Jack Braine

Jack Braine

Bowmansville, Pennsylvania - United States Air Force

I enlisted into the Air Force in 1969 when I was just 17-years-old.  I was on a flight to Texas for basic three days after my 18th birthday.  I was just a young kid from Lancaster County, PA and I was embarking on the greatest adventure of my life and a tremendous experience.  I could fill a book.

I became a Crew Chief on C-130 Hercules cargo aircraft which was the best job an enlisted man could have in the Air Force.  I met people from all fifty states, people of many races, many religions or no religion.  I traveled, too, throughout Southeast Asia and surrounding countries.  I observed the best and the worst that mankind had to offer.

My time in Vietnam was spent operating out of Tan Son Nhut Air Base.  From there we supplied bases throughout Vietnam and all of Southeast Asia.  Always in and out of bases with strange names: Da Nang, Phu Cat, Pleiku, Tuy Hoa, Nha Trang, Phan Rang, Bien Hoa, Binh Thuy, and others.  I was the youngest Buck Sergeant in the outfit!

Maintaining our aircraft was hot, sweaty, and dirty work.  Every mission was different.  We hauled supplies of all types.  Trucks, jeeps, APCs, medical supplies, ammo, fuel and anything else you can fit into our Four Fan Trash Can (nickname for the C-130 Hercules).  Our C-130’s were also used for dropping cargo, leaflets, and Daisy Cutters (a 15,000 pound bomb).

The human cargo was varied and interesting.  We transported troops of all types, American, ARVN (South Vietnamese), ROK (South Korean), Australian, and all their gear.  We soon learned where the Grunts were operating by the color of their boots.  Sometimes we would have some News Correspondents on board and if we were lucky a female band, there to entertain the troops.  One Korean combat squad brought back a tiger that they had bagged.  We transported refugees (I handled more than one bare bottom infant), prisoners (male and female), and families of ARVN troops with their chickens and geese.  Feathers sometimes blew out of the rear of the aircraft while we taxied out, and before the ramp was shut.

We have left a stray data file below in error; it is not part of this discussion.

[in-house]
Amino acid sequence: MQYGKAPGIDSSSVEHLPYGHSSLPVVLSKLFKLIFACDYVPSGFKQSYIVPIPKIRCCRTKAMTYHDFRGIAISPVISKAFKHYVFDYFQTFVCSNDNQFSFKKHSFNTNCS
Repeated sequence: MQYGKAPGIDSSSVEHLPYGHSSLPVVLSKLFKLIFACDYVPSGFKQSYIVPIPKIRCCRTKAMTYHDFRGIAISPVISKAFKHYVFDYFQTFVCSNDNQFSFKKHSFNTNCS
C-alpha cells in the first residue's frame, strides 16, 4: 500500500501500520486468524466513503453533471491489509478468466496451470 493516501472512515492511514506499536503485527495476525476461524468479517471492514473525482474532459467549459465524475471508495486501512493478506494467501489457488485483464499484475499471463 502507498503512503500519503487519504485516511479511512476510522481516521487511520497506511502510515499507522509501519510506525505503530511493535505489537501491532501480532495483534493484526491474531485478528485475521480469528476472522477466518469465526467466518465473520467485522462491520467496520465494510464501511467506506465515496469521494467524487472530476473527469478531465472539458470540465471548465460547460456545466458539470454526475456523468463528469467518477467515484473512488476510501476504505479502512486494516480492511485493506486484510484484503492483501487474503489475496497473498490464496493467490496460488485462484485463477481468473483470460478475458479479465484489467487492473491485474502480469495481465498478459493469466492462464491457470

It was the medevac’s that were rough.  We really felt for the wounded.  The ARVN wounded appeared to be so young.  Bringing the bodies back in body bags was no picnic either and I will never forget the first time I carried one.  It’s the smells that stay with you.  The smell of Vietnam: the Asian cooking aromas, the open sewers, masses of refugees, the wounded and the dead, and, of course, the constant smell the flight line, of jet exhaust, the JP4 (jet fuel), and the exhaust from our power units.

Our unit, the 374th Combat Support Group took a beating air dropping to the ARVN at An Loc during the Easter Offensive of 1972.  We lost aircraft and most were battle damaged from the anti-aircraft guns of the NVA.  Sometimes we had a mission to Phnom Penh, Cambodia or to Ubon, Udorn, U-Tapao in Thailand.  During Operation Linebacker II we were operating out of Nakhon Phanom, just across the river from Laos.  I saw a B-52 crash there just before Christmas 1972.

One of the aircraft (63-7773) I crewed is on permanent display at the National Cemetery at Indiantown Gap, PA.  My friend, John Orris’s, aircraft 62-1787 is at the National Museum of the United States Air Force.  It survived a heroic mission.  Sadly, John passed away just months before it was put on display.  We had plans to travel there together.

It was a lot for a kid from Lancaster County to take in, but it was a great education and a front row seat to history.  The experience made me tougher, wiser, and it gave me a great understanding of the world and of war.  I left the Air Force in 1973 and used my G.I. Bill to attend and graduate from Millersville University in 1977.